I found my three-year-old granddaughter standing by the window yesterday, sobbing her heart out. When I asked her what was wrong, she pointed a quivering finger at the pond and did that “hiccuppy” thing heartbroken children do. Eventually she sputtered out that the frogs in my pond were too cold and she wanted to bring them inside where it was warm. I managed to convince her that the frogs were just fine and that they needed to be in the pond, but the whole time there was a little voice in my head accusing me of blatantly lying to this tender-hearted child. The reality was that I had no earthly idea what frogs do during the winter – or if they were even still alive.
As soon as she left, I dug in to find out the truth about frogs – and toads – in the garden.
After lots of reading and YouTube video watching, I have a new appreciation for these amphibians that invaded my pond and the surrounding landscape last year. I soon realized that they not only are a delight to watch and listen to, they are true assets to the garden and to the planet. I wish I had known all of this before!
The first thing I found were some basic facts about frogs and toads. (I’m sure that somewhere along the lines, a dedicated science teacher tried her best to teach me all of this, but I probably tuned her out. My sincere apologies…)
Frogs and toads are amphibians, which means that they are small, cold-blooded vertebrates (animals that contain a backbone or spinal column) that need appropriate temperatures and adequate moisture to live. Most frogs and toads begin their life cycles as clumps of hundreds of eggs laid on vegetation just below the surface of quiet, shallow water. Frogspawn tends to form round clusters of eggs in the water, while toadspawn forms long ribbons of eggs. Both frogspawn and toadspawn hatch as tadpoles, the larval stage of their life cycles. Although they are essentially the same, frog tadpoles tend to be longer and slimmer while toad tadpoles are shorter and chunkier.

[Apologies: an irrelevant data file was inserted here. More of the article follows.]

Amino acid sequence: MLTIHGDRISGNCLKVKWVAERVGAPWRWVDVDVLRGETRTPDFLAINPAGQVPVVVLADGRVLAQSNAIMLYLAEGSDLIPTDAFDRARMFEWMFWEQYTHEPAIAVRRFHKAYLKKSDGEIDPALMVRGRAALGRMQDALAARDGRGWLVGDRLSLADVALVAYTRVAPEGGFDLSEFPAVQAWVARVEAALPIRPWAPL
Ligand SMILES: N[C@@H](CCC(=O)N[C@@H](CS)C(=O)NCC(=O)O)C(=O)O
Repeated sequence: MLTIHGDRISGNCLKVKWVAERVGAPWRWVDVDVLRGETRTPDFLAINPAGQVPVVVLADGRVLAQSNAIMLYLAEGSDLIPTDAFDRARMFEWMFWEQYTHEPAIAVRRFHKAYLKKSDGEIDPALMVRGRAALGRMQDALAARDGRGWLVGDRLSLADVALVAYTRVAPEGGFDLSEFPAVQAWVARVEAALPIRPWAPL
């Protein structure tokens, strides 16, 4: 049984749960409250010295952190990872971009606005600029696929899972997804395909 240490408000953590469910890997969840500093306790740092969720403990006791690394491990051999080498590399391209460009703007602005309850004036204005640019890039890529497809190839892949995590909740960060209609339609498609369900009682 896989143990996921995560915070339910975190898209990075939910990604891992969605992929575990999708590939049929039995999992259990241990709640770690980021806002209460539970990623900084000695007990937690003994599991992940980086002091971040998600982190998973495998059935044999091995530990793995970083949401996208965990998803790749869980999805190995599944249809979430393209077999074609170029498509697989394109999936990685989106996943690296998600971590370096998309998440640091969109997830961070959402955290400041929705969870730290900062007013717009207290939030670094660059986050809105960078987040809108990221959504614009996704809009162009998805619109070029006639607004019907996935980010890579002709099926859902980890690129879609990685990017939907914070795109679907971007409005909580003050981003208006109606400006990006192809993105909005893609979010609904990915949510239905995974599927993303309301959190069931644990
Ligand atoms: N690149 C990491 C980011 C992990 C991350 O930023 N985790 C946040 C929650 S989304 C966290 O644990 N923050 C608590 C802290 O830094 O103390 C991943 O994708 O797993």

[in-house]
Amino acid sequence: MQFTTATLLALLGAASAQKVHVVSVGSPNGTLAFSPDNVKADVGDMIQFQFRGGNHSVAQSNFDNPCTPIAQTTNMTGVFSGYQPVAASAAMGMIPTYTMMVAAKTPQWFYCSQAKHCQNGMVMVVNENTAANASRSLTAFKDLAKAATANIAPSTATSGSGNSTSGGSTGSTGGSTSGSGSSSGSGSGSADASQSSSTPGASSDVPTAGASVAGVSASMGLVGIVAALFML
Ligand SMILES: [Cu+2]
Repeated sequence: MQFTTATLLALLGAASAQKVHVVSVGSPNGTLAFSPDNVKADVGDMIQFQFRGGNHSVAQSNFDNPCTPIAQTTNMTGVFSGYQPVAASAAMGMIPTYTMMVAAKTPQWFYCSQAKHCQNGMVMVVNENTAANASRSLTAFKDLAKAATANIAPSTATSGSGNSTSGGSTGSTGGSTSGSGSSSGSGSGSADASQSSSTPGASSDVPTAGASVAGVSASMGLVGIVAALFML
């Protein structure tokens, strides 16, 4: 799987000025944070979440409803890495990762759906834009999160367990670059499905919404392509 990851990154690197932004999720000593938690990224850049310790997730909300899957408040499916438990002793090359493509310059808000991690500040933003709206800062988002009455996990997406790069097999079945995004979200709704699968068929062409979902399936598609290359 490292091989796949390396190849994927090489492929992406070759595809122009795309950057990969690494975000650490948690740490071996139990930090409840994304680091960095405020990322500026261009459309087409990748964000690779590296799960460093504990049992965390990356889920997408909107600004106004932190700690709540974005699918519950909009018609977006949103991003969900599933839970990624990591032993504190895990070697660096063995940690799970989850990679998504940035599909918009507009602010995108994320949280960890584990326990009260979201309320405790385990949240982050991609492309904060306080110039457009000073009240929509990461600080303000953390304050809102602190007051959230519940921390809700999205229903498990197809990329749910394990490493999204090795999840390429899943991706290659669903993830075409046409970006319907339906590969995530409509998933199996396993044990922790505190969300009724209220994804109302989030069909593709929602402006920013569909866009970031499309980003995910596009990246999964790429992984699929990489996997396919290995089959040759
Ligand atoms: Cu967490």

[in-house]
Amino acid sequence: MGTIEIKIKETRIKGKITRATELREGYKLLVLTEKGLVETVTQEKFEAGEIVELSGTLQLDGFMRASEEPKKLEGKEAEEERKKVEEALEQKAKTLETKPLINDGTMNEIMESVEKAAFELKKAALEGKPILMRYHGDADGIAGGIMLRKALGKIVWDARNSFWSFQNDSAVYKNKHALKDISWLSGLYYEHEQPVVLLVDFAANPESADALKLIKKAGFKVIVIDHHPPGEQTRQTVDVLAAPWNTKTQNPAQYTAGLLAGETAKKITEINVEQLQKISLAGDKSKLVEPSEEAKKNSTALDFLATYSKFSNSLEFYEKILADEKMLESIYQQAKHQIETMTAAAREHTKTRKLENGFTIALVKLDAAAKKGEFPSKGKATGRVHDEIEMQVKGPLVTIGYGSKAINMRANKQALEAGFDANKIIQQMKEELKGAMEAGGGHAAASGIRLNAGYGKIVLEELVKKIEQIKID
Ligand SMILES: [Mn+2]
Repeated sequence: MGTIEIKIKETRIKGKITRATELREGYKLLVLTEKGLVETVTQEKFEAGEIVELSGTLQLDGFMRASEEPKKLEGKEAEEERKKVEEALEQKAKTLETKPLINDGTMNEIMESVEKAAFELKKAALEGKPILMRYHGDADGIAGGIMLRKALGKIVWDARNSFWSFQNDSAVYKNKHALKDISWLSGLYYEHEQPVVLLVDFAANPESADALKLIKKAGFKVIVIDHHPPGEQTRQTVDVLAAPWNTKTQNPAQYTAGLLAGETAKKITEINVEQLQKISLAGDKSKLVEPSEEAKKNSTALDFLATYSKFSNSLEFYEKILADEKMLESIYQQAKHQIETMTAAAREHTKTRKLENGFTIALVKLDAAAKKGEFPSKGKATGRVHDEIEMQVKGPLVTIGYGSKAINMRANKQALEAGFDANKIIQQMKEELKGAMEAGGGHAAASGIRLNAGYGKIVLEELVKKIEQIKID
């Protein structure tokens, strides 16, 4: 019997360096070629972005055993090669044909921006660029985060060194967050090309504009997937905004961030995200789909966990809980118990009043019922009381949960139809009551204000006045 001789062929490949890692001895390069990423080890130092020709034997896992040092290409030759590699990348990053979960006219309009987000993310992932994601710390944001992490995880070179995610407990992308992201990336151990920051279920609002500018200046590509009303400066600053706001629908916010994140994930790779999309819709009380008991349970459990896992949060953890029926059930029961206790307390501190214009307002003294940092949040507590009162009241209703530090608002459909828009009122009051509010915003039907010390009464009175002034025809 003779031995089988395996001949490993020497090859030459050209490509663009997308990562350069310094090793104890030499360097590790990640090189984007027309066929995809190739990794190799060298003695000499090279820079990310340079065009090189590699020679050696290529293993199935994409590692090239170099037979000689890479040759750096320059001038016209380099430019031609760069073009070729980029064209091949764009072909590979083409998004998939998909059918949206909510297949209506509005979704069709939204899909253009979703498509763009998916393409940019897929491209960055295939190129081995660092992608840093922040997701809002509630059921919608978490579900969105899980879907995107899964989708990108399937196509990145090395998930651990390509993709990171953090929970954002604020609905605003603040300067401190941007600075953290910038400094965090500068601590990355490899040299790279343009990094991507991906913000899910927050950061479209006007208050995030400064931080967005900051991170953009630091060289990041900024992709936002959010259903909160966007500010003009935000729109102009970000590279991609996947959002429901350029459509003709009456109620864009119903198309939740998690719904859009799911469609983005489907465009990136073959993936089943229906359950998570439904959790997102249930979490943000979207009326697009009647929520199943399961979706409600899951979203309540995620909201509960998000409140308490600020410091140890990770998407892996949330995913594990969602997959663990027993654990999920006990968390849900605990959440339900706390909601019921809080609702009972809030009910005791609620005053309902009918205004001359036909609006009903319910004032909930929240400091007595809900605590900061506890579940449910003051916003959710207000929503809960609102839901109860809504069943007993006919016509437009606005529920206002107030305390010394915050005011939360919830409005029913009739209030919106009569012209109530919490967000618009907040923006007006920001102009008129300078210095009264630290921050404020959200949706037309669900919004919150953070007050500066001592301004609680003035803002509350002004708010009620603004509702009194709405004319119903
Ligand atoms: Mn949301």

Typically it takes about 14 weeks for the tails and gills of both frog and toad tadpoles to disappear and for them to develop back legs, front legs, lungs and eardrums all of which allow them to live on land as well as the water. Interestingly though, under the right conditions, tadpoles can delay their metamorphosis up to a year. Most of the time however, the transformed tadpoles seek land after the usual 14 weeks. Both frogs and toads need adequate shade and moisture so they don’t dehydrate.
The average lifespan of a frog or toad here in the midwest is about 7 or 8 years. Each winter, as temperatures dip towards freezing, frogs and toads begin preparing for a long rest by getting ready to hibernate. Some burrow deep into the ground or under piles of fallen leaves and brush, while others, those who are aquatic, dive to the bottom of their watery home.
Since amphibians are cold-blooded, the body temperatures of frogs and toads may also drop to freezing or below which means that they may appear to freeze solid. However, high glucose levels in their systems act as anti-freeze and prevent ice crystals from damaging any major tissue. Once temperatures begin to warm, frogs and toads begin to thaw and resume their normal amphibian activities. (Bouts of unseasonably warm weather that awaken them before a true spring, like we have been experiencing the last few years, are catastrophic for the amphibian population since they cannot usually return to a hibernating state quickly enough. Over 168 species have disappeared and 43% of amphibian populations have declined in the past twenty years. Worldwide, 200 species of frogs are extinct.)